On April 8, 1986—36 years ago today—the Multidisciplinary Association for Psychedelic Studies (MAPS) was founded by Rick Doblin, Ph.D., as a non-profit organization to fulfill the need to broaden psychedelic research, therapy, and develop legal options for psychedelic medicine.
At 36, MAPS is now older than I was when I started MAPS at age 32. Personally, it’s been a blessing to see so much progress and so much healing in my own lifetime. In MAPS’ 36th year, we’ll learn if our second Phase 3 study of MDMA-assisted therapy for PTSD was successful. If so, FDA approval will likely take place in MAPS’ 37th year, and MAPS will also likely outlive me, which is a legacy to be proud of.”—Rick Doblin, Ph.D., MAPS Founder and Executive Director
Now, we are closer than ever to legalizing MDMA-assisted therapy for posttraumatic stress disorder (PTSD), though there is still a long road ahead. This year, we are completing the second Phase 3 clinical trial of MDMA-assisted therapy for PTSD, the final stage prior to requesting FDA approval for a new prescription treatment to help heal trauma.
For over three decades, we’ve been working to achieve mass mental health throughout the United States, Canada, and Europe. To celebrate this, we invite you to take a trip down memory lane and review highlights from every year of our history.
Rick Doblin founded MAPS as an official 501(c)(3) non-profit research organization on April 8, 1986. Later that year, Doblin sued the DEA for the first time.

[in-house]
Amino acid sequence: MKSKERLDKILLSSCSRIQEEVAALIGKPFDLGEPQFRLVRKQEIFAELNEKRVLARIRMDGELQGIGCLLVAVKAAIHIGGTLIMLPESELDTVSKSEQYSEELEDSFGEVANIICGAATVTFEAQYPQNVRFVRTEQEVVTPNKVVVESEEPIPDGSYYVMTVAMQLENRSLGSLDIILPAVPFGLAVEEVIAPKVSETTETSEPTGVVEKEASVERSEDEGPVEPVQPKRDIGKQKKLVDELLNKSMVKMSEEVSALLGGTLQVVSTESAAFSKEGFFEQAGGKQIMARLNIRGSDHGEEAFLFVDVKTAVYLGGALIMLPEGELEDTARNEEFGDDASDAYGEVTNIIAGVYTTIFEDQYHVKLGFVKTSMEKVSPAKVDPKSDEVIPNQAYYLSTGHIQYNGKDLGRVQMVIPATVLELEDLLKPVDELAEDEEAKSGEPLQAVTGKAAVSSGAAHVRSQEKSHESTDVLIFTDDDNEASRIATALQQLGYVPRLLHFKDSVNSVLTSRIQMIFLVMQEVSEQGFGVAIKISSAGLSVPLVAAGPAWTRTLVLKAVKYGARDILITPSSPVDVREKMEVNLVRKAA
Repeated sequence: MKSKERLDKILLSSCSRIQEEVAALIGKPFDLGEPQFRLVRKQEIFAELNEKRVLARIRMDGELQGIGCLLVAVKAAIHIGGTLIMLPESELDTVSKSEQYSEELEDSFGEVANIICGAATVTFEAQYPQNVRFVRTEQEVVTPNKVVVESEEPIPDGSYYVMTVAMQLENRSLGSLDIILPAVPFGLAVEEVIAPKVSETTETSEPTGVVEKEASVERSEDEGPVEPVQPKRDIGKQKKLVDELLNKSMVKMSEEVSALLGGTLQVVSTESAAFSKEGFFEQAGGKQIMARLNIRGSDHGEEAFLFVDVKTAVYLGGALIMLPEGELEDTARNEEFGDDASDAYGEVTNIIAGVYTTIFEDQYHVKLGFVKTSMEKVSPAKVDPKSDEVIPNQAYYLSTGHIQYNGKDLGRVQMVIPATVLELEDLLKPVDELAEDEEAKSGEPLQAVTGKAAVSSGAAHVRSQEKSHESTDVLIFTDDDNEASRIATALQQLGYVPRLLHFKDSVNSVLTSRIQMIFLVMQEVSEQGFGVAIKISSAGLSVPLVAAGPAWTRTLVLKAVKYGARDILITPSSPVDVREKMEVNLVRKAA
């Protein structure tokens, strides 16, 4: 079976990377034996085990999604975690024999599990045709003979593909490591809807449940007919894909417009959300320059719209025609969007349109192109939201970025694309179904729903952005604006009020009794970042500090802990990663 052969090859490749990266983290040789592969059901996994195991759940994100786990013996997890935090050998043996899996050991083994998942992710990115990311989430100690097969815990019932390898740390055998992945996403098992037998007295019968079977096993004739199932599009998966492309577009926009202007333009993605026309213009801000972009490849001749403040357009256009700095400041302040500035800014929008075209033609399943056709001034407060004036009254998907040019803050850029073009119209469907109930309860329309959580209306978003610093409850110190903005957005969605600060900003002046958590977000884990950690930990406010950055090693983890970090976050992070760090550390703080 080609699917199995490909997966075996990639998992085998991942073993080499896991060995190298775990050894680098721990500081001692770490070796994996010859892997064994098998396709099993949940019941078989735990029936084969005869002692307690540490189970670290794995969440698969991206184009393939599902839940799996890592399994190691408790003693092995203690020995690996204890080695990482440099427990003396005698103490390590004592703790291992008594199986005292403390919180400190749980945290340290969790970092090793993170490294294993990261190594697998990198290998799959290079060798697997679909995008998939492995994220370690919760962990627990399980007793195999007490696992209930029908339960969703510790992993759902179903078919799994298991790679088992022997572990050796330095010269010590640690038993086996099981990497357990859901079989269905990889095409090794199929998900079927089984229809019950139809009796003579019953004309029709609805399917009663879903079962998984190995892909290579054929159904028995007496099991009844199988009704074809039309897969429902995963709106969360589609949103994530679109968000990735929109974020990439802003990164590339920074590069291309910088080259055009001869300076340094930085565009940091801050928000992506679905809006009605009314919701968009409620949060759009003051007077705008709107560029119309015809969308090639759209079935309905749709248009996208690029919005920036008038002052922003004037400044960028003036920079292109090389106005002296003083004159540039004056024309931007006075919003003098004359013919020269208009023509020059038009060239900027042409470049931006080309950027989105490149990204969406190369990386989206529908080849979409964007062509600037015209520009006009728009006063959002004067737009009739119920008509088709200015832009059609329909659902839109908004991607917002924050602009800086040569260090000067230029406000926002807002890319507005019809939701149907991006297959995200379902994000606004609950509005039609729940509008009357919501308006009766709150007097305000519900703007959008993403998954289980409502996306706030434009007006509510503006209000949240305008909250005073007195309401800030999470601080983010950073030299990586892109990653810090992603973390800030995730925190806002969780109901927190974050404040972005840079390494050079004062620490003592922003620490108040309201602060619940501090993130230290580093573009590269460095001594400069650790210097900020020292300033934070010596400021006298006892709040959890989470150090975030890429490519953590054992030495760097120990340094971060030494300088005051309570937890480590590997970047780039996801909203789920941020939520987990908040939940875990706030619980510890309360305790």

Following MAPS’ first year as a non-profit organization, support for MDMA research increased and MAPS collaborated on a study protocol with researchers at Johns Hopkins University.
MAPS continued to publish Bulletin articles about MDMA research, requests for donations, and discontinuing animal studies. A study on neuroendocrine and mood responses to intravenous L-tryptophan in MDMA users was also published.
The FDA formed a new group to oversee psychedelic research protocols, opening the doors to modern psychedelic science. Regulation or Prohibition: Psychedelics in the 1990s became the first major psychedelic conference hosted by MAPS.
MAPS announced the first protocol for MDMA-assisted therapy in terminal cancer participants suffering from clinically diagnosed anxiety and depression, and MAPS received a $10,000 donation toward an annual budget of less than $50,000.
The FDA formally decided to open the door to psychedelic research in human participants, and later accepted MAPS’ Phase 1 MDMA safety and tolerance study protocol.
MAPS revealed our organizational strategy, introduced our clinical plan for marijuana research, and started exploring the possibility of conducting research in Israel. Members of Congress voiced support for marijuana/AIDS research.